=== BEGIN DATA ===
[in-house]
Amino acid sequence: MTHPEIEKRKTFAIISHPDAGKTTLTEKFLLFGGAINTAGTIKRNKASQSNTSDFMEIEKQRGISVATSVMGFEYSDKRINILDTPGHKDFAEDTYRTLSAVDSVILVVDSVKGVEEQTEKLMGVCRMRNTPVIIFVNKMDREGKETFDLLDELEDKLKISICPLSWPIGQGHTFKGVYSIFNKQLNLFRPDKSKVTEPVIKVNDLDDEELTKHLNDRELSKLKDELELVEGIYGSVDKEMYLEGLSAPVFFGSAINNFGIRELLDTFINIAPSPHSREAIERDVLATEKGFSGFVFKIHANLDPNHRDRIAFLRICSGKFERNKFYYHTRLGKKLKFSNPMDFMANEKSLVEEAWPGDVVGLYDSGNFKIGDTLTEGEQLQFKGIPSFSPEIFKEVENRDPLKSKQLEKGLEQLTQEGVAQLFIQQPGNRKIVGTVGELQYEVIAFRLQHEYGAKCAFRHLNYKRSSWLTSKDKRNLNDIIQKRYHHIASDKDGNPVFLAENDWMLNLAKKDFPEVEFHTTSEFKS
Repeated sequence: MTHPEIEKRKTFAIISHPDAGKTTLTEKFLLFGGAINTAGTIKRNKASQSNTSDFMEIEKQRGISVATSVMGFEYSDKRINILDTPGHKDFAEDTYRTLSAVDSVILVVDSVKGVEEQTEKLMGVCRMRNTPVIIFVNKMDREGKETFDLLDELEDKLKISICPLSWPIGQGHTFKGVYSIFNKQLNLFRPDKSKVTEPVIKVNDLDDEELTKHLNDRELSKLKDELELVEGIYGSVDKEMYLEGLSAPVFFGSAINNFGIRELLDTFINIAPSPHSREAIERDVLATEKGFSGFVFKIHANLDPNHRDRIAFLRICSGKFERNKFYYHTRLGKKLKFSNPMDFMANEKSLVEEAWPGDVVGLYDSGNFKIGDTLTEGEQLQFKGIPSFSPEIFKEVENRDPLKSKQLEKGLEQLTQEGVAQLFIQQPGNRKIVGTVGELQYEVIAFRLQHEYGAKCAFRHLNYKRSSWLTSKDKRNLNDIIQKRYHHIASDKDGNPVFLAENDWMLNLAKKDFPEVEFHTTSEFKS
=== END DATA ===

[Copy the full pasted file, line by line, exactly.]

[in-house]
Amino acid sequence: MTHPEIEKRKTFAIISHPDAGKTTLTEKFLLFGGAINTAGTIKRNKASQSNTSDFMEIEKQRGISVATSVMGFEYSDKRINILDTPGHKDFAEDTYRTLSAVDSVILVVDSVKGVEEQTEKLMGVCRMRNTPVIIFVNKMDREGKETFDLLDELEDKLKISICPLSWPIGQGHTFKGVYSIFNKQLNLFRPDKSKVTEPVIKVNDLDDEELTKHLNDRELSKLKDELELVEGIYGSVDKEMYLEGLSAPVFFGSAINNFGIRELLDTFINIAPSPHSREAIERDVLATEKGFSGFVFKIHANLDPNHRDRIAFLRICSGKFERNKFYYHTRLGKKLKFSNPMDFMANEKSLVEEAWPGDVVGLYDSGNFKIGDTLTEGEQLQFKGIPSFSPEIFKEVENRDPLKSKQLEKGLEQLTQEGVAQLFIQQPGNRKIVGTVGELQYEVIAFRLQHEYGAKCAFRHLNYKRSSWLTSKDKRNLNDIIQKRYHHIASDKDGNPVFLAENDWMLNLAKKDFPEVEFHTTSEFKS
Repeated sequence: MTHPEIEKRKTFAIISHPDAGKTTLTEKFLLFGGAINTAGTIKRNKASQSNTSDFMEIEKQRGISVATSVMGFEYSDKRINILDTPGHKDFAEDTYRTLSAVDSVILVVDSVKGVEEQTEKLMGVCRMRNTPVIIFVNKMDREGKETFDLLDELEDKLKISICPLSWPIGQGHTFKGVYSIFNKQLNLFRPDKSKVTEPVIKVNDLDDEELTKHLNDRELSKLKDELELVEGIYGSVDKEMYLEGLSAPVFFGSAINNFGIRELLDTFINIAPSPHSREAIERDVLATEKGFSGFVFKIHANLDPNHRDRIAFLRICSGKFERNKFYYHTRLGKKLKFSNPMDFMANEKSLVEEAWPGDVVGLYDSGNFKIGDTLTEGEQLQFKGIPSFSPEIFKEVENRDPLKSKQLEKGLEQLTQEGVAQLFIQQPGNRKIVGTVGELQYEVIAFRLQHEYGAKCAFRHLNYKRSSWLTSKDKRNLNDIIQKRYHHIASDKDGNPVFLAENDWMLNLAKKDFPEVEFHTTSEFKS